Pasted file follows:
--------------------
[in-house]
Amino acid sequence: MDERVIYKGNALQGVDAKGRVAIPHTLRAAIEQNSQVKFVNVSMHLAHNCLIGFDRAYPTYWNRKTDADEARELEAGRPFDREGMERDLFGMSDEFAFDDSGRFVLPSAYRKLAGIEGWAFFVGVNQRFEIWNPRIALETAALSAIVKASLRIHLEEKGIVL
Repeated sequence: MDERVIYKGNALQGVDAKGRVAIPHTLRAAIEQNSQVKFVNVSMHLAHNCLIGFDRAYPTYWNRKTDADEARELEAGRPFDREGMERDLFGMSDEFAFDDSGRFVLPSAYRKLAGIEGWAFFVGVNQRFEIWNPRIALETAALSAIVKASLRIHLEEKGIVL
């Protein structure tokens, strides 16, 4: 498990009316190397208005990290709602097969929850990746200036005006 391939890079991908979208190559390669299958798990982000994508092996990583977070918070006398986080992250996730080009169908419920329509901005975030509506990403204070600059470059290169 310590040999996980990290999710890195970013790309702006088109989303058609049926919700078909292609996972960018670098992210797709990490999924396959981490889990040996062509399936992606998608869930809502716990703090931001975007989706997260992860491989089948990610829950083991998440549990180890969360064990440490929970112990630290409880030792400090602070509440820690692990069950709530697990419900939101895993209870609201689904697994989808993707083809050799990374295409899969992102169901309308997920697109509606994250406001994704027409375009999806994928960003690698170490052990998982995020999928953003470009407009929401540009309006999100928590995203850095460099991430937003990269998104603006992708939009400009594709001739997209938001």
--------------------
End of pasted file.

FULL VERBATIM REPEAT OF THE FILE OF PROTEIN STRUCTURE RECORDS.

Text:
[in-house]
Amino acid sequence: MDERVIYKGNALQGVDAKGRVAIPHTLRAAIEQNSQVKFVNVSMHLAHNCLIGFDRAYPTYWNRKTDADEARELEAGRPFDREGMERDLFGMSDEFAFDDSGRFVLPSAYRKLAGIEGWAFFVGVNQRFEIWNPRIALETAALSAIVKASLRIHLEEKGIVL
Repeated sequence: MDERVIYKGNALQGVDAKGRVAIPHTLRAAIEQNSQVKFVNVSMHLAHNCLIGFDRAYPTYWNRKTDADEARELEAGRPFDREGMERDLFGMSDEFAFDDSGRFVLPSAYRKLAGIEGWAFFVGVNQRFEIWNPRIALETAALSAIVKASLRIHLEEKGIVL
């Protein structure tokens, strides 16, 4: 498990009316190397208005990290709602097969929850990746200036005006 391939890079991908979208190559390669299958798990982000994508092996990583977070918070006398986080992250996730080009169908419920329509901005975030509506990403204070600059470059290169 310590040999996980990290999710890195970013790309702006088109989303058609049926919700078909292609996972960018670098992210797709990490999924396959981490889990040996062509399936992606998608869930809502716990703090931001975007989706997260992860491989089948990610829950083991998440549990180890969360064990440490929970112990630290409880030792400090602070509440820690692990069950709530697990419900939101895993209870609201689904697994989808993707083809050799990374295409899969992102169901309308997920697109509606994250406001994704027409375009999806994928960003690698170490052990998982995020999928953003470009407009929401540009309006999100928590995203850095460099991430937003990269998104603006992708939009400009594709001739997209938001």